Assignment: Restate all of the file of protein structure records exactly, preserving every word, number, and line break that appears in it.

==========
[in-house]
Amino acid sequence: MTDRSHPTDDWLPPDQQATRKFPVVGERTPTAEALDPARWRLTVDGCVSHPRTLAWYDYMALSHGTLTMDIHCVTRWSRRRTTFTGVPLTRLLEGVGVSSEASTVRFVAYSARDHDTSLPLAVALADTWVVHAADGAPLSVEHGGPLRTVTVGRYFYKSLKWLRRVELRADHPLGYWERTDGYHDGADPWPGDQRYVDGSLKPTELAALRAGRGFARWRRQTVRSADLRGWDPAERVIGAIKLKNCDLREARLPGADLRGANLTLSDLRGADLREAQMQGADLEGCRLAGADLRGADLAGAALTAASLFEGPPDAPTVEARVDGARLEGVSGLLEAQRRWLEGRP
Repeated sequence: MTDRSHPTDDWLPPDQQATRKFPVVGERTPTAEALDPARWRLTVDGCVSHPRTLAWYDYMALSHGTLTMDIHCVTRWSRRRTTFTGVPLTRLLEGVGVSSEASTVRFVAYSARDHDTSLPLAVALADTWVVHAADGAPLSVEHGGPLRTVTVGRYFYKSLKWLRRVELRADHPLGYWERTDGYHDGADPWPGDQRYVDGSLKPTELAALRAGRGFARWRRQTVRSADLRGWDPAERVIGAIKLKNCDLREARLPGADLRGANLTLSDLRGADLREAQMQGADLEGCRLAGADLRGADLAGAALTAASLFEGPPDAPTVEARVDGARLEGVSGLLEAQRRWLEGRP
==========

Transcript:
[in-house]
Amino acid sequence: MTDRSHPTDDWLPPDQQATRKFPVVGERTPTAEALDPARWRLTVDGCVSHPRTLAWYDYMALSHGTLTMDIHCVTRWSRRRTTFTGVPLTRLLEGVGVSSEASTVRFVAYSARDHDTSLPLAVALADTWVVHAADGAPLSVEHGGPLRTVTVGRYFYKSLKWLRRVELRADHPLGYWERTDGYHDGADPWPGDQRYVDGSLKPTELAALRAGRGFARWRRQTVRSADLRGWDPAERVIGAIKLKNCDLREARLPGADLRGANLTLSDLRGADLREAQMQGADLEGCRLAGADLRGADLAGAALTAASLFEGPPDAPTVEARVDGARLEGVSGLLEAQRRWLEGRP
Repeated sequence: MTDRSHPTDDWLPPDQQATRKFPVVGERTPTAEALDPARWRLTVDGCVSHPRTLAWYDYMALSHGTLTMDIHCVTRWSRRRTTFTGVPLTRLLEGVGVSSEASTVRFVAYSARDHDTSLPLAVALADTWVVHAADGAPLSVEHGGPLRTVTVGRYFYKSLKWLRRVELRADHPLGYWERTDGYHDGADPWPGDQRYVDGSLKPTELAALRAGRGFARWRRQTVRSADLRGWDPAERVIGAIKLKNCDLREARLPGADLRGANLTLSDLRGADLREAQMQGADLEGCRLAGADLRGADLAGAALTAASLFEGPPDAPTVEARVDGARLEGVSGLLEAQRRWLEGRP